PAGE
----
The numbers: The U.S. posted another solid spurt in hiring in July, showing that companies are still able to find enough workers to meet the growing needs of a rapidly expanding U.S. economy.
Some 157,000 new jobs were created last month despite widespread complaints among businesses about a shortage of skilled labor, the Labor Department said Friday.
Although the increase fell below the 195,000 MarketWatch forecast, hiring in May and June was stronger than previously reported. The smaller gain in employment was also partly a result of governments cutting jobs in education during the summer break.
Far-flung complaints about how hard it is to find good workers still aren’t inducing companies to jack up salaries and wages, however.
Hourly pay rose 7 cents in July to $25.07, but the 12-month rate of wage gains was unchanged at 2.7%. And even those increases have been largely eaten up by rising inflation.
Wages usually rise 3% to 4% a year when the labor market is as tight as it is now.
What happened: White-collar professional firms added 51,000 jobs last month, continuing a strong run of employment gains. Manufacturers filled 37,000 jobs. Health-care providers hired 34,000 people. And bars and restaurants beefed up staff by 26,000.
Construction companies somehow took on an additional 19,000 workers despite a nationwide shortage of labor. Builders say it’s increasingly hard to find experienced carpenters, framers, concrete pourers and the like.
The financial industry and government were the only industries to trim employment. Banks and insurers cut 5,000 jobs and government jobs declined by 13,000. Most of those were in education and could prove to be temporary.
The total number of new jobs created in June and May was upwardly revised by a combined 59,000.
Big picture: The economy accelerated in the spring to a heady 4.1% rate of growth, helped by tax cuts and a big burst of government spending that’s added a lot of stimulus.
“The primary reason for the hiring is increased government spending. Businesses are responding to that,” contends chief economist Mark Zandi of Moody’s Analytics.
Even so, the latest increase in hiring and a gradual rise in wages is likely to help keep the economy going strong in the months ahead.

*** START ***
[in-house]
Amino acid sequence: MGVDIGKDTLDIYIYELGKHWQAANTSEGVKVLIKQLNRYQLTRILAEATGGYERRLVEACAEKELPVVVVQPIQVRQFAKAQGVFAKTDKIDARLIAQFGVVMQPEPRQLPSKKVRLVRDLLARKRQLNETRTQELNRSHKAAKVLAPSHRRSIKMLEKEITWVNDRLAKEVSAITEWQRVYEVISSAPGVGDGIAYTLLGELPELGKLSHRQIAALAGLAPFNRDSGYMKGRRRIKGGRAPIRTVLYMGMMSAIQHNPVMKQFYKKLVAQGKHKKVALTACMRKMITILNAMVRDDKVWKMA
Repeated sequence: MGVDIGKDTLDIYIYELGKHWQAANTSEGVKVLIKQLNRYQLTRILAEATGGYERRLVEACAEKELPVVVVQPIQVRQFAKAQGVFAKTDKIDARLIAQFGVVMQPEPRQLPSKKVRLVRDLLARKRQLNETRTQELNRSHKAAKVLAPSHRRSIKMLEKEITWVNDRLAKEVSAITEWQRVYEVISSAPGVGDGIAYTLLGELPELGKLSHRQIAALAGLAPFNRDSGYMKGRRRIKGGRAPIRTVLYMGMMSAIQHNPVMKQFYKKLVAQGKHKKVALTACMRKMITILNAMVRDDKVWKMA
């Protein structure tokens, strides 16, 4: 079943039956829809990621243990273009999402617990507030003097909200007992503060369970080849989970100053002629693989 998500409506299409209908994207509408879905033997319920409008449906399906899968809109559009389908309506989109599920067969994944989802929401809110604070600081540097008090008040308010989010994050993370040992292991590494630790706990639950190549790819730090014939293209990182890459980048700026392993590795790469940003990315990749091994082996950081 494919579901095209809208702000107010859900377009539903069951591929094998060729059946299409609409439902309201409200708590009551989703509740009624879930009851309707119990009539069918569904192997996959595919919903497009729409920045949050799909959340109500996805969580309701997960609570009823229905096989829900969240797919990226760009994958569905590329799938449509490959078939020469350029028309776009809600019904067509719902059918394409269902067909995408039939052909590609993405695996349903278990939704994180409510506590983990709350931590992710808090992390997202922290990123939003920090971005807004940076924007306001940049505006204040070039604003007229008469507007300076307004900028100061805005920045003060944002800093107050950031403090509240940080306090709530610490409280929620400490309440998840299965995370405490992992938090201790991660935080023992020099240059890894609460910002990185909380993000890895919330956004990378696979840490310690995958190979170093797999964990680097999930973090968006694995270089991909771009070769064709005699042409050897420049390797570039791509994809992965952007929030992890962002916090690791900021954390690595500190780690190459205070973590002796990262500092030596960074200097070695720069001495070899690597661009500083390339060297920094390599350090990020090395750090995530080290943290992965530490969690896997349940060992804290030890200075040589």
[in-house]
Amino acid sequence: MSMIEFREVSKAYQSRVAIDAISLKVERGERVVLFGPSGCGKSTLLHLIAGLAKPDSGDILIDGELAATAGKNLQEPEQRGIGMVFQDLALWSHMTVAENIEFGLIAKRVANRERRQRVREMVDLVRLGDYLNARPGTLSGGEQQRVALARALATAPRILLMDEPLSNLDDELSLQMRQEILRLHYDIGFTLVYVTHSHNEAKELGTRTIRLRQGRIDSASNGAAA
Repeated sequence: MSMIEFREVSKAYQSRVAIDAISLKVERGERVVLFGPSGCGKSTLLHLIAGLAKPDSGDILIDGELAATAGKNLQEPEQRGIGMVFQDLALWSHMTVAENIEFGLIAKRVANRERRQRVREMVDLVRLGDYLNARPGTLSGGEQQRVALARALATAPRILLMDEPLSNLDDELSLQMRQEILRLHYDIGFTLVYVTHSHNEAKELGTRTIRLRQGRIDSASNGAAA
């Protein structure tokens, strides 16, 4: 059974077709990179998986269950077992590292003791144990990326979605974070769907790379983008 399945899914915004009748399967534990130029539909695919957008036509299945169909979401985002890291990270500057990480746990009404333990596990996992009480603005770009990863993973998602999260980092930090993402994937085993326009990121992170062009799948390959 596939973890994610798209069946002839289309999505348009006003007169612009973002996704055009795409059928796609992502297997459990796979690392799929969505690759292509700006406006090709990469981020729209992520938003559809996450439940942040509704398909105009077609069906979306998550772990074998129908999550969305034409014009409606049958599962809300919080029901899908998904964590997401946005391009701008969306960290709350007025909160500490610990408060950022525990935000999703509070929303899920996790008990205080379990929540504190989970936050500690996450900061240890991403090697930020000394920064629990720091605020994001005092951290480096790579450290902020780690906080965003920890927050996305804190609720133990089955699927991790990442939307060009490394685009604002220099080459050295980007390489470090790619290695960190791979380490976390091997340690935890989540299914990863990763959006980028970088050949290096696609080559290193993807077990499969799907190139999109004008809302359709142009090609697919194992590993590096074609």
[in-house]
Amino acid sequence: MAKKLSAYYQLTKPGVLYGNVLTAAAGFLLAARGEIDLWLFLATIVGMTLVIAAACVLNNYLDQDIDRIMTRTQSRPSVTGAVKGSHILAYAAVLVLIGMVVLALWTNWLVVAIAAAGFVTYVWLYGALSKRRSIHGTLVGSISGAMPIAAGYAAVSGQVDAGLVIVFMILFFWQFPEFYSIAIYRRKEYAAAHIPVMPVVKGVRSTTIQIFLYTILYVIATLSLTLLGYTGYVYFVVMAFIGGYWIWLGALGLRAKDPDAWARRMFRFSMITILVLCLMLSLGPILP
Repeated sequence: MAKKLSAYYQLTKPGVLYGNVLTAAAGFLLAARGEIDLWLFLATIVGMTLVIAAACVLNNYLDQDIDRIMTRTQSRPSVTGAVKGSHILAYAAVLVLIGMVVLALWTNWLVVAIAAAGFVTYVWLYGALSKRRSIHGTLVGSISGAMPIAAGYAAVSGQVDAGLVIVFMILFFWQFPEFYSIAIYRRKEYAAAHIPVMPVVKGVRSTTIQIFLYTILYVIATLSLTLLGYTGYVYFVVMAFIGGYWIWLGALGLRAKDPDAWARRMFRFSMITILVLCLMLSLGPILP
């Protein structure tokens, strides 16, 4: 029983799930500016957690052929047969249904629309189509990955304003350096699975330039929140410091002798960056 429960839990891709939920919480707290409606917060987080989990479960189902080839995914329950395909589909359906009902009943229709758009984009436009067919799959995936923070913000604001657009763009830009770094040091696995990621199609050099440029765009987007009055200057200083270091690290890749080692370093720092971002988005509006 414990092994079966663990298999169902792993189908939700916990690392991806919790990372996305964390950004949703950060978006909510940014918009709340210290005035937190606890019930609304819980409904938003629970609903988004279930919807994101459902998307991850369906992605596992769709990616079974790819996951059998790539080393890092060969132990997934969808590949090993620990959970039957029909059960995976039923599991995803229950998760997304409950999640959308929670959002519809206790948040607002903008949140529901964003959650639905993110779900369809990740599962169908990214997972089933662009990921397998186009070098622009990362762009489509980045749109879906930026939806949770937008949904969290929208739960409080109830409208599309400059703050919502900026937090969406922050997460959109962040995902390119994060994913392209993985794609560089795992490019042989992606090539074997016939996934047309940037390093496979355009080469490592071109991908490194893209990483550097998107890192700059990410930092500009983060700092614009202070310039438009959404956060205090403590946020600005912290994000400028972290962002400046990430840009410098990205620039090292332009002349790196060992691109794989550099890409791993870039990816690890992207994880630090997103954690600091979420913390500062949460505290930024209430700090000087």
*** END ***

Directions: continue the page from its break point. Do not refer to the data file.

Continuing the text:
The most immediate danger is an intensifying trade war with China. The Trump White House might impose even bigger tariffs, raising costs for consumers and perhaps causing companies to scuttle major projects. Higher business investment has also played a big role in the economic resurgence.
The prospect of higher interest rates could also douse a red-hot economy, though the Federal Reserve is likely to view the latest figures on wages as a sign the central bank doesn’t have to rush.
What they are saying?: “Job growth slowed a bit in July,” said chief economist Gus Faucher oF PNC Financial Services, “but that followed two straight months of very strong gains, and the job market is in great shape in the middle of 2018.”
“The 12-month trend for wage inflation remained a 2.7% – weaker than expected given the ultra-low unemployment conditions,”noted senior economist Ben Ayers of Nationwide.
Market reaction: The Dow Jones Industrial Average DJIA, +0.16% and the S&P 500 SPX, +0.07% rose slightly in Friday trades. Early in the week the Dow had capped off a 5% increase over the past month to reach its highest level since February. Yet stocks have had a rockier time in the last few days amid intensifying trade tensions with China.
The 10-year Treasury yield TMUBMUSD10Y, -0.68% stood at 2.96% in early action. The yield returned to 3% this week for the first time since early June. The recent rise in yields could fizzle out, however, if the Trump White House goes ahead with tougher sanctions on China.